Apr 30, 2015 12:14 PM
Ex-FBI agent charged with lying during 'Whitey' Bulger trial
The Associated Press
BOSTON (AP) A former FBI agent who was once second in command of the agency's Boston office lied on the stand during gangster James "Whitey" Bulger's trial and overstated his professional accomplishments, federal officials said Thursday in announcing a perjury case against him.
Robert Fitzpatrick, 75, surrendered to U.S. marshals after learning there was a warrant for his arrest.
Fitzpatrick, the first defense witness called by Bulger's attorneys during his 2013 trial, testified he tried to persuade the FBI to terminate Bulger as an informant because Bulger didn't appear to be helping its mission to gather information on the Mafia. Fitzpatrick said his bosses didn't agree with him.
Prosecutors suggested he exaggerated that claim to sell copies of a book he wrote about Bulger.
Fitzpatrick was due to appear in federal court Thursday afternoon on six counts of perjury and six counts of obstruction of justice. His lawyer, Robert Goldstein, did not immediately return a call seeking comment on the accusations.
Fitzpatrick told Bulger jurors that in 1981, about six years after Bulger began working an informant, he was given the task of assessing whether the mobster was providing the FBI with useful information.
Fitzpatrick insisted that he repeatedly sought to end the FBI's relationship with Bulger, particularly after Bulger was considered a suspect in two 1982 killings.
During the trial, prosecutors suggested that Fitzpatrick exaggerated his claim.
"Weren't you more concerned with your own career rather than rocking the boat?" Assistant U.S. Attorney Brian Kelly asked Fitzpatrick on the stand.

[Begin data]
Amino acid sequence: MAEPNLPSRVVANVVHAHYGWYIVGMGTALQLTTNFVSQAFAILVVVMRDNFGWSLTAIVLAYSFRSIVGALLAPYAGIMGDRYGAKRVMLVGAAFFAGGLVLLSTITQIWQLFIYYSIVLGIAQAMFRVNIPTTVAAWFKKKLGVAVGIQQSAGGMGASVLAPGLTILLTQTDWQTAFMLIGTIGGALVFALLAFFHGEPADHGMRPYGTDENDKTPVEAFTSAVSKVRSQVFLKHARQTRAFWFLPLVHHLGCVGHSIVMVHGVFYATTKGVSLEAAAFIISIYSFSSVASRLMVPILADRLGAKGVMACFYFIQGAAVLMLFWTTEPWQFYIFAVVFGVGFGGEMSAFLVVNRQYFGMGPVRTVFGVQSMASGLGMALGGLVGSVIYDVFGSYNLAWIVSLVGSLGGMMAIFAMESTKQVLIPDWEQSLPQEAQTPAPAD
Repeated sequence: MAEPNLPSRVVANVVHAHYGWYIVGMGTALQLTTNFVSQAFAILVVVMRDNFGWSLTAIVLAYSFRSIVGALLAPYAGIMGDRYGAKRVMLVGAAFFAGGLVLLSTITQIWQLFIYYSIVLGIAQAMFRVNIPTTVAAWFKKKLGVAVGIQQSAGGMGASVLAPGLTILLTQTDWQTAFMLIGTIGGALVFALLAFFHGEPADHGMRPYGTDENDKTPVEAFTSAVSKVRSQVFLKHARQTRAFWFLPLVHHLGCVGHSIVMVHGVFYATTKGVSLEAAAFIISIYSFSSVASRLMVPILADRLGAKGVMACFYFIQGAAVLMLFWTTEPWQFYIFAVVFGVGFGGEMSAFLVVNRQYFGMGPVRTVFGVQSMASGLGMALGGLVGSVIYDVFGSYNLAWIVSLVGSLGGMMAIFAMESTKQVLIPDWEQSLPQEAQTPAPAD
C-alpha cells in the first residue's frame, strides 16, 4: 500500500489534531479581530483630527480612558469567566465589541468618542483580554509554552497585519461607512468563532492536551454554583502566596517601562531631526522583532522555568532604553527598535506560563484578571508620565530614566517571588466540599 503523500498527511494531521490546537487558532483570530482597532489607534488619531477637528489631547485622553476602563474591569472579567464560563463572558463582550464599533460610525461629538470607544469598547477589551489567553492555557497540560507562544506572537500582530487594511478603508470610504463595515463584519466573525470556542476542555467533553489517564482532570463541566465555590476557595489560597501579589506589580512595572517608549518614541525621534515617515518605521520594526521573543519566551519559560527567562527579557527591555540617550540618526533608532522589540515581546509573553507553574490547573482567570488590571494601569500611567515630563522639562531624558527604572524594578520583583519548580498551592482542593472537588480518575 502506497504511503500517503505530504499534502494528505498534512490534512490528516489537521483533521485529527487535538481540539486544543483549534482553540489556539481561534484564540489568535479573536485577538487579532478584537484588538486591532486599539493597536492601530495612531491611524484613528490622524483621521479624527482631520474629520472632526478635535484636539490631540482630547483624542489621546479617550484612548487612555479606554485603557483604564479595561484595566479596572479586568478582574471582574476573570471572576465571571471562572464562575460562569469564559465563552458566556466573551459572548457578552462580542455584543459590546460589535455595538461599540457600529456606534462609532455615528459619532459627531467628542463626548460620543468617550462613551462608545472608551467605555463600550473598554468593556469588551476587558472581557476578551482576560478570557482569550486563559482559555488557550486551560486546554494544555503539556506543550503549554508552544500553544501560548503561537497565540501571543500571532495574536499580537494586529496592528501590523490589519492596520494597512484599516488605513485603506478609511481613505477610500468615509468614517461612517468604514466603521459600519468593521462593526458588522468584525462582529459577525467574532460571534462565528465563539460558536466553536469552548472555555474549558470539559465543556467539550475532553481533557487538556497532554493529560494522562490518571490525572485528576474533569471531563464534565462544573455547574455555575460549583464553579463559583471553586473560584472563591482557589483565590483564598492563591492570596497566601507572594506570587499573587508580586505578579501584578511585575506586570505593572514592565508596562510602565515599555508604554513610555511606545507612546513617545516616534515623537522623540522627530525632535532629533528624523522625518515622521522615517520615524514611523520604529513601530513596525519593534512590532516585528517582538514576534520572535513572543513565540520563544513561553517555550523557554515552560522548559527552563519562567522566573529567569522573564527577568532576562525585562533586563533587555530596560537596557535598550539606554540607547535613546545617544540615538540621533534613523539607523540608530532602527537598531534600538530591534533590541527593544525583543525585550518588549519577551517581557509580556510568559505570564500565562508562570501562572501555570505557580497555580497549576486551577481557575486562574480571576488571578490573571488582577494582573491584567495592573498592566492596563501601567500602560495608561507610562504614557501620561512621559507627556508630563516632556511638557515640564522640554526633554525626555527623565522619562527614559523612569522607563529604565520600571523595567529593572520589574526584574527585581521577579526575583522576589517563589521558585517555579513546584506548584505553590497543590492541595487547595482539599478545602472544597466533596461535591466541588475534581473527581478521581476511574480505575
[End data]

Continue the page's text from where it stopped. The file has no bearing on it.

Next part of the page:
The 85-year-old Bulger is serving two life sentences after his 2013 racketeering conviction tying him to 11 murders and other gangland crimes in the 1970s and '80s.
The indictment against Fitzpatrick alleges that from 1998 until the present, Fitzpatrick "has falsely held himself out as a whistleblower who tried to end the FBI's relationship with Bulger."
He was accused of making false statements "designed to aid Bulger's defense." The indictment also alleges that he made false statements to enhance his own credibility as a former FBI official by making false claims about his professional accomplishments.
Bulger's lawyers argued during his trial that he was not an informant, and Fitzpatrick testified that Bulger denied being an FBI informant to him.
The indictment says Bulger never made that denial.
Fitzpatrick, of Charlestown, Rhode Island, worked for the FBI from 1965 to 1986. In 1980, he was assigned as an assistant special agent-in-charge of the FBI's Boston division. In that position, he supervised the division's organized crime squad.
Prosecutors say Bulger was an informant for the squad from approximately 1975 through 1990.
The indictment says that in May 1986, Fitzpatrick was demoted and reassigned to the Providence, Rhode Island, field office. He left the FBI shortly after that, in December 1986.